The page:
Research CommentariesEcology

Planning for Biodiversity

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Science  27 Mar 1998:
Vol. 279, Issue 5359, pp. 2068-2069
DOI: 10.1126/science.279.5359.2068

At present, species are going extinct at a rate 100 times the natural background rates (1). The readily observable destruction of habitats such as the Amazon (2) and the now-calibrated relationship between habitat loss and species loss (3) predict that these rates will only get larger. Only ~5% of the planet's land surface is in reserves that are protected to one degree or another (4). If human activities destroy or greatly modify the remaining 95% of the land, only half the planet's species would survive in the protected 5%, the other half would go extinct. (See related commentary on page 2060.)

The most vulnerable species—those with the smallest geographical ranges—are not distributed randomly. Nature has put her eggs in a few baskets—hotspots—where these rare, endemic species are concentrated (5). By a cruel twist of fate, current rates of deforestation appear to be highest in the richest hotspots (6). If humanity placed reserves judiciously over these special places, could we save a greater fraction of species (7)? Two reports from southern Africa, one on page 2106 of this issue, and a third from North America, on page 2126, describe the challenges involved and conclude that the solution is not so simple.

Globally, reserves are allocated poorly. The reserves that are larger than 100,000 km2 are high mountains, tundra, and the driest deserts, areas not particularly species-rich (4). Hotspots such as Madagascar and the Philippines protect less than 2% of their land (4). The same is true in the Algulhas Plain, the southern tip of Africa and one of the world's hottest spots for plants. Here, some 1500 km2 (half the size of Rhode Island) house 1751 species; although most of the state forests and private nature reserves are coastal, most of this region's 99 endemic plants live inland.

Lombard et al. (8) asked: Where should new reserves be situated to protect the maximum number of species at minimum cost? One aspect of their analysis is purely a matter of biogeography. Computer algorithms select sets of cells (which represent subsections of land) according to their complementary species composition. These can be designed so that a set of cells captures either as many total species or as many rare species as possible (see the diagram) (9). Lombard et al. developed software similar to that widely available (9), but they included both endemic species and different kinds of classified vegetation types. Selecting complementary vegetation types is another way of setting conservation priorities.

Recipe for preservation.

Sixteen hypothetical species (A through P) are distributed across a landscape divided into 100 cells. How can all 16 species be preserved in a small (thus cost-efficient) set of cells? Three cells have the greatest number of species (white). However, these cells combined have only one of the four rarest species (B, C, E, F, in red). Four cells each have two of these rarest species (yellow). The best solution is three cells (outlined in black), which together contain all 16 species, but this set does not include any of the three cells with the largest number of species and only one of the four cells with the largest number of the four rarest species.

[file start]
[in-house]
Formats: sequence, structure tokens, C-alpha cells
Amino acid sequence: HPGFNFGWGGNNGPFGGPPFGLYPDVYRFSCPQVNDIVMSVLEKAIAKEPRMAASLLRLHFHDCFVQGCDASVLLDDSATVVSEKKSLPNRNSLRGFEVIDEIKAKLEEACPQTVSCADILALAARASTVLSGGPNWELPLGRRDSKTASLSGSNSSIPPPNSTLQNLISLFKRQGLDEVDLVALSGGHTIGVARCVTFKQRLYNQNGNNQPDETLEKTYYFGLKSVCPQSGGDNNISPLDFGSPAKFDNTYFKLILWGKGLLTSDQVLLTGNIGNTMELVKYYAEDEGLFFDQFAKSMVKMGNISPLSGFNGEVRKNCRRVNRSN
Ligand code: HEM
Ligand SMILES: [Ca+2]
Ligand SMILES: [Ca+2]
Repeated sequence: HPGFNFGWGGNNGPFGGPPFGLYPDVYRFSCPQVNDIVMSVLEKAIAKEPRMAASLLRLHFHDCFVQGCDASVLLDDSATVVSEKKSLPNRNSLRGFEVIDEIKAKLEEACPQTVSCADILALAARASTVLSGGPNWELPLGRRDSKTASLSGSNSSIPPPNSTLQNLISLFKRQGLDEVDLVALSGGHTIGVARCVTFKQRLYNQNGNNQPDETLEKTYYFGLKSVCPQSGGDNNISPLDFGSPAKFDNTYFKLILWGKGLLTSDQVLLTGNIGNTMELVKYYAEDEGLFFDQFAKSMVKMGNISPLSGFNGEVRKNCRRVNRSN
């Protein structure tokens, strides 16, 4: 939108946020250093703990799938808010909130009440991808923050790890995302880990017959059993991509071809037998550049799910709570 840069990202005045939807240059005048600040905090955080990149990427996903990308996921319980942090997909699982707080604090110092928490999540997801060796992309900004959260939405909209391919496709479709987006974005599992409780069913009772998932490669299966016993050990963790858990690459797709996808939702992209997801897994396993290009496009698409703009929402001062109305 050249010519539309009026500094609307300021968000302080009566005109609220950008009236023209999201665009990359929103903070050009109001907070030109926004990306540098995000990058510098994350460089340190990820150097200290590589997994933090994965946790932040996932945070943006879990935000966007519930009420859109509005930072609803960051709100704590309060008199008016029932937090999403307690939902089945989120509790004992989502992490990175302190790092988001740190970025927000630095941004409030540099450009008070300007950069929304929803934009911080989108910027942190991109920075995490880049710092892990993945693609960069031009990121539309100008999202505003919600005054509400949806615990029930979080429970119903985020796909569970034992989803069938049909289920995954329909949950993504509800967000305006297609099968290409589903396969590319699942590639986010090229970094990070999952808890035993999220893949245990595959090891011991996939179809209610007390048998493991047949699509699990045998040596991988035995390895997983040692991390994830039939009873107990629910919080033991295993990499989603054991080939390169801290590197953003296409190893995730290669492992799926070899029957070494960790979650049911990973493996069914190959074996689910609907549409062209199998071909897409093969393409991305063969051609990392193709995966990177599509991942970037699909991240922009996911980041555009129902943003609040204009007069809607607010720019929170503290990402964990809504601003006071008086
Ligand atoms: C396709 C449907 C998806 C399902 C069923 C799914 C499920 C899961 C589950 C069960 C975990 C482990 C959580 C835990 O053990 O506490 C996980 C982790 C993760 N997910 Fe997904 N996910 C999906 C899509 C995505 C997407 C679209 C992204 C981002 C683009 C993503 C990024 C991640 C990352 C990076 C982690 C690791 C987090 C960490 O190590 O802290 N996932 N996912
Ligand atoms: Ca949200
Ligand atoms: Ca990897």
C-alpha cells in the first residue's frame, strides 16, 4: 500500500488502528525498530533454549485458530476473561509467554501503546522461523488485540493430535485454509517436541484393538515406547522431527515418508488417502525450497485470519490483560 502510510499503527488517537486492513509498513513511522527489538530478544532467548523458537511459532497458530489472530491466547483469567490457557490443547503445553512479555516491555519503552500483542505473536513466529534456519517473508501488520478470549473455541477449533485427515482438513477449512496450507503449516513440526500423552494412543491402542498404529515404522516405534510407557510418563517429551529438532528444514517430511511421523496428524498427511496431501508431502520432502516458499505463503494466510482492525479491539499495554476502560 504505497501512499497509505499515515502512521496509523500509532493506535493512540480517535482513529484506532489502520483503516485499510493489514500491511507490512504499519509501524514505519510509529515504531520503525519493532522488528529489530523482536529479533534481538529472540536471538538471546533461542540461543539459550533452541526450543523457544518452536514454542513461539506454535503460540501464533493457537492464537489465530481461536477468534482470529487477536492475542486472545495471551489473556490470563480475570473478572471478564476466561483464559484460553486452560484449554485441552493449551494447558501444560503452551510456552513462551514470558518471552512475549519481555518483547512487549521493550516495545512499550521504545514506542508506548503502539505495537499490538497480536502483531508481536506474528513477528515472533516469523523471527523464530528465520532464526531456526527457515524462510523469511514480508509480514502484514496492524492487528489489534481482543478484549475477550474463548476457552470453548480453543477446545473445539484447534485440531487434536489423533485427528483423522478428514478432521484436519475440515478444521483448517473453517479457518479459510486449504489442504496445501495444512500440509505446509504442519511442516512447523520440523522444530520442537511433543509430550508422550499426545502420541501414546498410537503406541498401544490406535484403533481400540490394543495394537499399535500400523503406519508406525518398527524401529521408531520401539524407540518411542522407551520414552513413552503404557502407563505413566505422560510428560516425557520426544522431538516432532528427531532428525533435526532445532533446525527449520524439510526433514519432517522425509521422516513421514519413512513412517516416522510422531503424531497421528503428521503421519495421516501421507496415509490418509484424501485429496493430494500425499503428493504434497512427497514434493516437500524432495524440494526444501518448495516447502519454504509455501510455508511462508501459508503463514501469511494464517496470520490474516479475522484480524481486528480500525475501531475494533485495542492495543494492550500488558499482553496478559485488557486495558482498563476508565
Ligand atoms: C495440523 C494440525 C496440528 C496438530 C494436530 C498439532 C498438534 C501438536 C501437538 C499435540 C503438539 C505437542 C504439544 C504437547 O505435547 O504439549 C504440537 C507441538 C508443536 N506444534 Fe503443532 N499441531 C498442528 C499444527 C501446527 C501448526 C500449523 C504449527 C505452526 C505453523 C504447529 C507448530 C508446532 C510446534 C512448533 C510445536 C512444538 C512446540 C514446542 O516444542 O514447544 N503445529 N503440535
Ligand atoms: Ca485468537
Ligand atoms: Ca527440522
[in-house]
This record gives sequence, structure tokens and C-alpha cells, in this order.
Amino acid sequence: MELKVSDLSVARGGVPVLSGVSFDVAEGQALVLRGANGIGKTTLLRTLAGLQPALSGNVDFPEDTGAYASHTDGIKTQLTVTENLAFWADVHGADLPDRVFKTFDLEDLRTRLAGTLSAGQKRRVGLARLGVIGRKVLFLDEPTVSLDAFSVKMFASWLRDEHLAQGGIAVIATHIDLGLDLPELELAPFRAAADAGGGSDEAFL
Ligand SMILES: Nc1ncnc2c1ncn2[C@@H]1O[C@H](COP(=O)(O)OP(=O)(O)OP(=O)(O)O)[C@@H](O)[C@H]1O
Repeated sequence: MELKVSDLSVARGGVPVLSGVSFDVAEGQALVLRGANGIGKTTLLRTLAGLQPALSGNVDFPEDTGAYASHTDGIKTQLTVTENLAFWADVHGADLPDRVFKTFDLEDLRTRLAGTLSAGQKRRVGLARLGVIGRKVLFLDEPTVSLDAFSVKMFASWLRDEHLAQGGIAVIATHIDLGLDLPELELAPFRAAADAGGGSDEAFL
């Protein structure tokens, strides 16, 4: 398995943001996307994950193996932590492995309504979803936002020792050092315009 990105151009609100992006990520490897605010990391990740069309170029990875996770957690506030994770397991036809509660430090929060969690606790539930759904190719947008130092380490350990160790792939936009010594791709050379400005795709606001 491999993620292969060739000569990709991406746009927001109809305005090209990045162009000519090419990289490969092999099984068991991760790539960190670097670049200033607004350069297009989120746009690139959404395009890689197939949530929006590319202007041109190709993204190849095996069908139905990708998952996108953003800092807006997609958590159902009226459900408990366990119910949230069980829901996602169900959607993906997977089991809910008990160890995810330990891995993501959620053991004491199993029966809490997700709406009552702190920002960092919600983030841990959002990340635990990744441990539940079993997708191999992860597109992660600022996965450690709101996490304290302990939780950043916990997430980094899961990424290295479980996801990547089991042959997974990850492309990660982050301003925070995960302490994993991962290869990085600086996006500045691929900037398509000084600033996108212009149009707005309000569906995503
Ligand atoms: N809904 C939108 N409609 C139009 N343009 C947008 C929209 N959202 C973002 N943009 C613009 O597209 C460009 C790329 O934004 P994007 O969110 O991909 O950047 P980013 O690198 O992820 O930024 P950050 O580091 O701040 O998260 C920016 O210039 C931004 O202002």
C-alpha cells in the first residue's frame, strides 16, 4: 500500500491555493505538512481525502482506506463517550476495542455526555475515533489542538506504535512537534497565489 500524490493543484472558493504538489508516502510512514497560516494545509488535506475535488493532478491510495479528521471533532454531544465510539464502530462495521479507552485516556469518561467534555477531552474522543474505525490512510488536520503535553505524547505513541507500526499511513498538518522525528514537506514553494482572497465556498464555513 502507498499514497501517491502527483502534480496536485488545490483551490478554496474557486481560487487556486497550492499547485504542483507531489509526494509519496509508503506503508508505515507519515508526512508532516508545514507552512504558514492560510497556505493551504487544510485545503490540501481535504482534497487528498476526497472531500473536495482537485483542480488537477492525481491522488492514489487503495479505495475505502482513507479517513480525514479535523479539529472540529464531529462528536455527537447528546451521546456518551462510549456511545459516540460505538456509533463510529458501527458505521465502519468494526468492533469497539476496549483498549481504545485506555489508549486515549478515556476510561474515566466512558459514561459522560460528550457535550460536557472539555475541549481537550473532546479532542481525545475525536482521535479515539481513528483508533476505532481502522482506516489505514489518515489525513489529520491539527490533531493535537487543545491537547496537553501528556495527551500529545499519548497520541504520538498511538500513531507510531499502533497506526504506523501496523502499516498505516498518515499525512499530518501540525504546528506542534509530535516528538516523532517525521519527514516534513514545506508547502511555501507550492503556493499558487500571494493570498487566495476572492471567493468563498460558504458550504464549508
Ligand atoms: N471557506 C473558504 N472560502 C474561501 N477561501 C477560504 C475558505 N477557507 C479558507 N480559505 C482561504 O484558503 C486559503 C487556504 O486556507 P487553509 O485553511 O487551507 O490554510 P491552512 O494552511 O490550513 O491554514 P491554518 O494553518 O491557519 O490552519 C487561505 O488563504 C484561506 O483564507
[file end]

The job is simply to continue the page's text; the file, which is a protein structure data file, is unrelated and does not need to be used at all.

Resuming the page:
Naïvely applied, these algorithms are not practical conservation tools. The selected sites may not be available for reserves. In addition, selection of too small a cell size can lead to the “Noah's Ark” effect. All the desired species can be captured in a collection of widely scattered, tiny cells of a small combined area, but in fact the populations protected in this seemingly efficient strategy are too small to persist. Like Noah, scattered tiny reserves protect everything in a small area, but only for a short time—and he had divine help.

Lombard et al. selected a grid size of 3 km by 3 km. Reserves of this size are politically feasible and represent a trade-off between efficiency and population viability. When other constraints are added to the biogeographical ones, these ecology and computer algorithms become a practical tool. Some species are already in reserves and do not need to be preserved again, and every species should be represented more than once as insurance against disasters. Some areas are unsuitable; alien weeds overrun others; and some selected sites are in mostly agricultural or urban areas. Whenever possible, algorithms should add areas adjacent to existing reserves. Combined, these constraints produce a variety of selections, but the results are broadly comparable in their priorities. As such, the methods outlined by Lombard et al. provide both local advice and an excellent case history that combines ecological patterns with practical and political considerations.

Value for money motivates Ando et al. (10). Dobson et al. (11) documented the distribution of endangered species in the United States, county by county, thus identifying the minimum number of counties needed to achieve a given coverage of endangered species. Were land prices broadly similar everywhere, the approach would be relatively straightforward. Unfortunately, areas with many endemic species include the counties encompassing San Diego, Santa Cruz, and San Francisco in California, Honolulu in Hawai'i, and counties in Florida, all of which contain some of the highest priced land in the United States. Ando and her colleagues modified this approach in two ways. The first seeks to minimize costs by taking into account land prices while including a fixed number of species; the second maximizes the number of species protected for a given cost.